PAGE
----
Evaluation of ozone gas as an anti-aflatoxin B1 in wheat grains during storage
El-Desouky, T. A1., Sharoba, A. M. A.2, A. I. El-Desouky2, El-Mansy, H. A2, Khayria Naguib1 1Food Toxicology and Contaminants Dept., National Research Center, Dokki, Cairo, Egypt 2Food Sci. Dept., Moshtohor Faculty of Agric. Banha Univ., Egypt
Wheat (Triticum aestivum) is one of the most important agricultural crops. Egypt has one of the highest wheat per capita consumption levels in the world (108 kg/person/year).Wheat must be produced free of hazardous contaminants. However, previous investigations showed that wheat could be contaminated by aflatoxins above the limits that may be critical for health. In post-harvest situations, crop spoilage, fungal growth, and mycotoxin formation result from the interaction of several factors in the storage environment.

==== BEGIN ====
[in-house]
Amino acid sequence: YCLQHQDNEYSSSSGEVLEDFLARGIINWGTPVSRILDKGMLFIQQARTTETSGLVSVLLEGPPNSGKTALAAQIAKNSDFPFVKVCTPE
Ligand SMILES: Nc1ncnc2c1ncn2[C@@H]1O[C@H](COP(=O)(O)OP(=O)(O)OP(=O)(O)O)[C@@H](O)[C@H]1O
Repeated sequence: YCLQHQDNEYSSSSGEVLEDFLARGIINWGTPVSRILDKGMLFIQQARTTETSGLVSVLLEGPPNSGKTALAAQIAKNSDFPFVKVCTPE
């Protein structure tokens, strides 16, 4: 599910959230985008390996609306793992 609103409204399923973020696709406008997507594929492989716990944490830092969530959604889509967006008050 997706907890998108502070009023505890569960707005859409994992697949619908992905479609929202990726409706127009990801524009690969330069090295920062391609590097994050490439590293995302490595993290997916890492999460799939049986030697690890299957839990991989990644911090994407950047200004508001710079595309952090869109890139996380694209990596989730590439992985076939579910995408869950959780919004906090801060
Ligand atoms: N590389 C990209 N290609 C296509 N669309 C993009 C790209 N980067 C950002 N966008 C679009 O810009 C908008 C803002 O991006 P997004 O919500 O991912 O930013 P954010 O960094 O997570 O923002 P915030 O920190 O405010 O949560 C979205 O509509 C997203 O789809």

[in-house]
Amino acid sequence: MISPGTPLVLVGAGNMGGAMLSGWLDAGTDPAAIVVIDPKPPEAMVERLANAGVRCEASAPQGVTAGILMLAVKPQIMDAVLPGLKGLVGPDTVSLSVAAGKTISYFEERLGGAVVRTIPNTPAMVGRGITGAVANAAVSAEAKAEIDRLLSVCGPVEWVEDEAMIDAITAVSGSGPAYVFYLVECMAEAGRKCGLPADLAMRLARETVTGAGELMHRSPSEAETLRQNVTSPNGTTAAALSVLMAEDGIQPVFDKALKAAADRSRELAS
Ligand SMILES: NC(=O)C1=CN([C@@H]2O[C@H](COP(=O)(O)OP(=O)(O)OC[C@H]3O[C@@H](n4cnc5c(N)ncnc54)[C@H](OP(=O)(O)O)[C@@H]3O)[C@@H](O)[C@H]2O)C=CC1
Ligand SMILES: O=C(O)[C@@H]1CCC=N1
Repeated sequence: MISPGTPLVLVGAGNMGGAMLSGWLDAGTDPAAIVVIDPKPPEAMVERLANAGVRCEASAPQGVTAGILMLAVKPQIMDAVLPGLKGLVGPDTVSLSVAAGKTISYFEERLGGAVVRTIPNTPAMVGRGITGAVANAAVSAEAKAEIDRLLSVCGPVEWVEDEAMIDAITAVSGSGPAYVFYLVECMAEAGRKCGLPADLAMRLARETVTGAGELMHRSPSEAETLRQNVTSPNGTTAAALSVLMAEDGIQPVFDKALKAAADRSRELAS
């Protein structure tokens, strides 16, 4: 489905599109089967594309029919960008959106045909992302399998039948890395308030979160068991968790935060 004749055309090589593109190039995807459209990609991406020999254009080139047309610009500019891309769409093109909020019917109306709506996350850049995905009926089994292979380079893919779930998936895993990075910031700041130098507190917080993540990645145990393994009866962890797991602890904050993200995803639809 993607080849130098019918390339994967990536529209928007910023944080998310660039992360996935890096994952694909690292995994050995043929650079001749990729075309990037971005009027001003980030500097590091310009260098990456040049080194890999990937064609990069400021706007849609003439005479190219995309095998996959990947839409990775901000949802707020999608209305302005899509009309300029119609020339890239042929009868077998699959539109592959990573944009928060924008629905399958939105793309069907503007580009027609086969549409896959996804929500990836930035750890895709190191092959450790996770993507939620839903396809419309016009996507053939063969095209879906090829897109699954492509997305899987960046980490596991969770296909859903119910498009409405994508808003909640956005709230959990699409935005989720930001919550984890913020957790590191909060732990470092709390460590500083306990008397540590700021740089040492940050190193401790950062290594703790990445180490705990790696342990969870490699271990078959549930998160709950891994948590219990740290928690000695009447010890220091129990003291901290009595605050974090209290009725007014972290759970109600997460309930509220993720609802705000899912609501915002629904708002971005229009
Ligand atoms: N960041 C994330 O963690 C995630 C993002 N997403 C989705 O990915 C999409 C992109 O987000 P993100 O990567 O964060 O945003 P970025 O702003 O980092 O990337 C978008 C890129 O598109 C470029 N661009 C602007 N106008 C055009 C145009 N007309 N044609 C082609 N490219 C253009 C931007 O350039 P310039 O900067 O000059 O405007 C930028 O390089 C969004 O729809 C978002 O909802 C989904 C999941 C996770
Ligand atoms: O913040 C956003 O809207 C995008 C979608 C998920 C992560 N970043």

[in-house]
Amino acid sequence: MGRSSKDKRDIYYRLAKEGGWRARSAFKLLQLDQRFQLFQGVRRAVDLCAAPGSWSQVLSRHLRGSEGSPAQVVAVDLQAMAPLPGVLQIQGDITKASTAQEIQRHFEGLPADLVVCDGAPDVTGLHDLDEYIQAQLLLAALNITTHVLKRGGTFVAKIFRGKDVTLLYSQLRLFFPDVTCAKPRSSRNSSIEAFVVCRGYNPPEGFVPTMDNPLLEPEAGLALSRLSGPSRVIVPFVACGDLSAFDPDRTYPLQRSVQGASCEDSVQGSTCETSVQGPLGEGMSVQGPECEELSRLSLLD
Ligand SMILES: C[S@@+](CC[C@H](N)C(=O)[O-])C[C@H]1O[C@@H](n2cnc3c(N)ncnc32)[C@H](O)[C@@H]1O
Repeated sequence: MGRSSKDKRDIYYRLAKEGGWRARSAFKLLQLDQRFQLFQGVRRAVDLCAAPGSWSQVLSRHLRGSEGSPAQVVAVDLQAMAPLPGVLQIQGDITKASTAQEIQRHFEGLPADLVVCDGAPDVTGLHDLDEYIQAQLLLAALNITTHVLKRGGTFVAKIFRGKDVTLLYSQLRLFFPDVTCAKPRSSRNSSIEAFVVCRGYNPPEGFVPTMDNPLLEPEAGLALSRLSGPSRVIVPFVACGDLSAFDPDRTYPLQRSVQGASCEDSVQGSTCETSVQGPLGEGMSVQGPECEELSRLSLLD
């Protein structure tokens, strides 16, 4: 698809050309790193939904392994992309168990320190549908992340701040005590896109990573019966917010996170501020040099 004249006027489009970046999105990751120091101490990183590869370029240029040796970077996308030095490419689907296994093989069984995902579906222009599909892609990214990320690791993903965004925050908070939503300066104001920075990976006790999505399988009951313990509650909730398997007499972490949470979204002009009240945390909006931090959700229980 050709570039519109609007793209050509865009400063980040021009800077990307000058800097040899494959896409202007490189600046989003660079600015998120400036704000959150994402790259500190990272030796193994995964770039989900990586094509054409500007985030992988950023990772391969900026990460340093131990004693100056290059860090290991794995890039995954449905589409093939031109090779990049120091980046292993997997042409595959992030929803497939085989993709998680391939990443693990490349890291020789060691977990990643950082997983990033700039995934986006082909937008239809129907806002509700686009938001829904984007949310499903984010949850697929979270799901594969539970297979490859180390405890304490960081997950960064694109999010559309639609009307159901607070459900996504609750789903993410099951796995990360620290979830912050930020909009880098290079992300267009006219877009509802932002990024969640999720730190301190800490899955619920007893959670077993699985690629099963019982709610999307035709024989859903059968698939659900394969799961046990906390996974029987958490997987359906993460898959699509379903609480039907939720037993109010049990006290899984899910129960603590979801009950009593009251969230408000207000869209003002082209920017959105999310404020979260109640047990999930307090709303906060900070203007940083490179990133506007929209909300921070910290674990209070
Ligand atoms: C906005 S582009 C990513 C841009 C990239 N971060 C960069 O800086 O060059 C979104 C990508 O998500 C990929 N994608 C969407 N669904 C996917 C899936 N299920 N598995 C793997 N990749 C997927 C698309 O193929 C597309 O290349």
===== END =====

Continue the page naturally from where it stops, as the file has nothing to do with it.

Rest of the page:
In this study, use of ozone gas achieved as an anti-aflatoxin B1 in wheat grains during storage. Wheat samples were artificially infected with spores count of Aspergillus flavus ATCC 28542 strain (105, 104, 103,102 and 101 spores/kg) and ozonation at 20 and 40 ppm ozone gas for 5, 10, 15 and 20 min at room temperature. We not observed any amount of AFB1 in wheat samples were ozonation for 10, 15 and 20 min with spores count of Aspergillus flavus strain 105 to 101 (spores/kg), But AFB1 was formed in samples treated for 5 min at 20 and 40 ppm ozone gas with artificially infected spores count 105 and 104 (spores/kg) solely. While 5 min of exposure to ozone gas were sufficient inhibition production of AFB1 with the number of spores fewer than 104 spores/kg.